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Saturday, November 17, 2007

Another IntelliJ Zealot

Wow that was quick. My first attempt with IntelliJ didn't really take, but I've had more time now to make the adjustment under less pressure.

What a difference. On my Mac at least, it's much faster and more stable than Eclipse. I've been running current versions of Eclipse, with the Maven plugin but very little else, and Mylyn disabled as much as possible ... and Eclipse has been agonizingly slow and very unstable with multiple lock ups and crashes per day.

IntelliJ is just ... better. Faster (note that you need to turn off the Mac L&F if you want best performance; I'm using "Alloy").

I've been so thoroughly used to the Eclipse development model, including constant compilation. IntelliJ doesn't compile until you need to run code. It does parse your code constantly, which amounts to the same thing in terms of refactoring and code completion, but IntelliJ is far more forgiving of syntax errors and the like.

Maven integration is better; I chose an option where it synchronizes from Maven on demand (and on startup).

For a multi-module projects, IntelliJ does a better job. Each module really gets its own classpath, whereas Eclipse merges together all the source paths and all the libraries for all modules.

A couple of Tapestry development notes:

  • You do want to make sure that your exported resource patterns (in the Compiler project options) is !?*.java ... otherwise critical Tapestry files don't get copied and made available on the classpath.
  • Also, for IntelliJ you have to perform a make (command-F9) after changing code or templates for those changes to be visible.

Yes, there's a number of nitpicks, especially on a Mac. It's extremely intimidating the first time you launch, with a wealth of confusing options. Documentation is spotty and key concepts are never explained. There's too many modal popup windows. Regardless, I'm already working faster, using the mouse less, and keep finding new features. I'd say I'm using about 20% of what IntelliJ can do right now, and I'm already well ahead of the Eclipse curve.

Apparently, IntelliJ is like snowboarding: you need to give it three full days before you're hooked. Counterpoint: I'm still on skis.

Another analogy: IntelliJ is metric and Eclipse is english. If all you've ever known is feet and inches and pounds and ounces, then metric doesn't seem worth the effort to switch. Metric just seems like a different set of numbers, mixed with disconcerting nuances (such as the difference between mass and weight). On the other hand, once you make the transition, many difficult tasks become easier, since most conversions are multiplying or dividing by a power of ten.

IntelliJ's 30 day evaluation is long enough to get hooked. Give it a try.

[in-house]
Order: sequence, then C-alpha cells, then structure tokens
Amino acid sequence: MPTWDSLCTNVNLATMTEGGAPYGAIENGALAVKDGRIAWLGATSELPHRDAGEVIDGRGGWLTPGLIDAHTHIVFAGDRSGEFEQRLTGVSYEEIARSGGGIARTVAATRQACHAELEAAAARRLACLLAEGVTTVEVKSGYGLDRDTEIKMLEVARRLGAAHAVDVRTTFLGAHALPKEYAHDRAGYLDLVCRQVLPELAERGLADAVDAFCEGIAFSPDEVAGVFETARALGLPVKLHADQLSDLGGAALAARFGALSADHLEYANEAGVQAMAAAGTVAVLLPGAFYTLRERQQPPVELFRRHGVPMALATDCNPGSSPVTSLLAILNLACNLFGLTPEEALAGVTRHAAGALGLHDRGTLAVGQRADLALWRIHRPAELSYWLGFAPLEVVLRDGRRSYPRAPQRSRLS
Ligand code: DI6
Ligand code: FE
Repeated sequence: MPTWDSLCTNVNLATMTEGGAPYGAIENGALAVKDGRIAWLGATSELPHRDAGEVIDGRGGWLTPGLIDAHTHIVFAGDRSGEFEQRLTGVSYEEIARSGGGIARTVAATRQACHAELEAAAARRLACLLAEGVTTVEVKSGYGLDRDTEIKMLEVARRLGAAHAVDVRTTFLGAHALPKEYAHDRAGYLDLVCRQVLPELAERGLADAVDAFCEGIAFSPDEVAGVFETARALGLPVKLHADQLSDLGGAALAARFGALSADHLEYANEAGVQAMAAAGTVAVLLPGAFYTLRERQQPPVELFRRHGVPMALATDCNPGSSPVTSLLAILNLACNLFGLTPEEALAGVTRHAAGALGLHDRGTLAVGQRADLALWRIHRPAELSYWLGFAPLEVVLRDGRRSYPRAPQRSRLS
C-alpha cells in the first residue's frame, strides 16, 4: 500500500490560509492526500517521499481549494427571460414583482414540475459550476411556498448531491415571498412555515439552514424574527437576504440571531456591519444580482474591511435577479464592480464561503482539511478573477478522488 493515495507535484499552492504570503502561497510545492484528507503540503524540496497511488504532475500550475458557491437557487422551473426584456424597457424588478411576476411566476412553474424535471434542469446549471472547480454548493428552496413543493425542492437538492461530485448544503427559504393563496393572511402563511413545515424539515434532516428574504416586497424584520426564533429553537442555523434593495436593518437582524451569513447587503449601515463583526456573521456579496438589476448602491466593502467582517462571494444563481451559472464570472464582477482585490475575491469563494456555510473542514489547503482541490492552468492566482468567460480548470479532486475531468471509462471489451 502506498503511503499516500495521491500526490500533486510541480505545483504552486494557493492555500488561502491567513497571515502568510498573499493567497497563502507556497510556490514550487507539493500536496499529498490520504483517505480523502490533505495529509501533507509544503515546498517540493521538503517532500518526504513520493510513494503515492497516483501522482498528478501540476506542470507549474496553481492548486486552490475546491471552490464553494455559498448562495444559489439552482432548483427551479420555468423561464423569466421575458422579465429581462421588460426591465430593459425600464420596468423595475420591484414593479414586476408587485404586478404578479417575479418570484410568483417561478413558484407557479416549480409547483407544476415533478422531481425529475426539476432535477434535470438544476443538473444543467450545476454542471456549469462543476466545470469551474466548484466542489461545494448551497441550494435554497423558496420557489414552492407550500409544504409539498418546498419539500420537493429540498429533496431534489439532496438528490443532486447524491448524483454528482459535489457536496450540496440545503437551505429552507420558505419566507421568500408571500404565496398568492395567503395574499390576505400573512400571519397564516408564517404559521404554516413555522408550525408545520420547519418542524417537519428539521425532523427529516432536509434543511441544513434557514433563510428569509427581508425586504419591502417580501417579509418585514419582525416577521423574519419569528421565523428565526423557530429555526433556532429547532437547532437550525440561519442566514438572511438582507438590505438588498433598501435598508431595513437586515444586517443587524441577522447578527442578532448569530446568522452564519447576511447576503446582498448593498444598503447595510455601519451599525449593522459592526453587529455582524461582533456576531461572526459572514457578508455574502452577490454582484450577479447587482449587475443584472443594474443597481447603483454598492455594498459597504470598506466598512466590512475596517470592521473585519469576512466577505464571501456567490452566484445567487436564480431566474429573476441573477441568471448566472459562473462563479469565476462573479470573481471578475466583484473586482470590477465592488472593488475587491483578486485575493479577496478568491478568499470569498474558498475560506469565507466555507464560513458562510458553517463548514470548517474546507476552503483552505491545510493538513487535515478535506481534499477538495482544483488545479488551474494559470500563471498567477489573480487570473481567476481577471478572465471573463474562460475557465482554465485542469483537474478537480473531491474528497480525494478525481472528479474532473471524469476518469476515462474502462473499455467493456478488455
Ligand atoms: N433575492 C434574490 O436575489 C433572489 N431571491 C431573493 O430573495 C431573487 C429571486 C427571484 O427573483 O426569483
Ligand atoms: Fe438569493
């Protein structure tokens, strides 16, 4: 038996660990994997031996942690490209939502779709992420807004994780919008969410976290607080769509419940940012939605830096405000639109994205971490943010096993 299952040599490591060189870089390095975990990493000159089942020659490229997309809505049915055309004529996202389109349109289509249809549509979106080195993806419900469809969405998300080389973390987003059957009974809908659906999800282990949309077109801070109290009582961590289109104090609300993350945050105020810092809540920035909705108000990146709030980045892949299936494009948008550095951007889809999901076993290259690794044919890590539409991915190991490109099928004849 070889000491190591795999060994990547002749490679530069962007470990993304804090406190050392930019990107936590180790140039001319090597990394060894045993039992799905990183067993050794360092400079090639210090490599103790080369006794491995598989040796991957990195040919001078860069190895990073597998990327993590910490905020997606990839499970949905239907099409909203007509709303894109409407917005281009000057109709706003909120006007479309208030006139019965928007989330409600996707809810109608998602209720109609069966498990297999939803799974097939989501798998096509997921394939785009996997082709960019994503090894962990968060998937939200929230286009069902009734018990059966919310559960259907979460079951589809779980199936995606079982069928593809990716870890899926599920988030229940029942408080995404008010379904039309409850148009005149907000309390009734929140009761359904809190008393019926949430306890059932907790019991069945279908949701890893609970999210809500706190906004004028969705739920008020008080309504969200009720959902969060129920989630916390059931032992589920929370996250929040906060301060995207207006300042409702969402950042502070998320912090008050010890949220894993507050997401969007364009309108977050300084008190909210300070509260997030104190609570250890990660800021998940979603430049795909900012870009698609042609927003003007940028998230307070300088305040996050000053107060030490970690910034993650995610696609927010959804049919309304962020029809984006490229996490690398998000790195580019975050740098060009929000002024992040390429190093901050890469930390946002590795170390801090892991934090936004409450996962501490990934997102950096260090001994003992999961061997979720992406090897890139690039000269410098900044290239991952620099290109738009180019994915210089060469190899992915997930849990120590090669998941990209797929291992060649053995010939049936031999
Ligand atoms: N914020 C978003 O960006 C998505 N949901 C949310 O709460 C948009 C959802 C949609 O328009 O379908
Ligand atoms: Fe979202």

11 comments:

Anton said...

> Eclipse development model, including constant compilation.

> IntelliJ doesn't compile until you need to run code.

Eclipse 'Window' menu has got a toggle 'Build automatically'.
If you switch it off behavior shall be same as for Idea. I always do it.

> It does parse your code constantly, which amounts

Eclipse does exactly the same after you switch that option off.

Anatol Pomozov said...

Congrats, Howard.

I cant imagine that I use other java editor other then IDEA. I am totally hooked. And you would feel the same after 2 years of using it.

Eugene Kuleshov said...

Howard, you must have been using old Maven plugin for Eclipse. Recent versions actually allow to import a multi-module Maven project as several Eclipse projects where each of them will have its own classpath.

It would be also interesting to hear why Mylyn didn't work for you.

andyhot said...

Beware of http://www.jetbrains.net/jira/browse/IDEA-15948 (see the last comments), which currently makes idea lose custom settings of web-facets upon maven synchronization.

Alexey Epishkin said...

try the menu action: Help -> Productivity Guide ;-)

Merlyn Albery-Speyer said...

Congratulations, Howard. I'm glad IDEA is working out for you. I've seen that there's a setting in IDEA to allow you to build on loss of focus, which is handy when you want to switch to a browser to see your changes take effect.

Jacques said...

Actually the build automatically menu is in the Project menu.

I will stay with Eclipse, nonetheless. Cause it is free.

Cheers.

binkley said...

If your template changes are automatically picked up by the maven build, then you can attach a maven goal to be run before compilation and also before run/debug (you will probably want both attachments).

This saves the extra step of manually building at the cost of running maven more than necessary.

Browse the right-hand side Maven tab and you can right-click on goals to find how to attach them.

Mike said...

Welcome Howard,

Now you may begin "Developing with Pleasure"

fanf said...

Sorry for the last post,

I just saw that Jetbrain grant free access to IntellijIDEA for OpenSource project leaders. Perhaps you want to use it ?

http://www.jetbrains.com/idea/buy/buy.html#openSource_howToApply

Francois

Steve said...

fanf, I imagine that HLS is already enjoying a free license for IntelliJ via the open source licensing... :)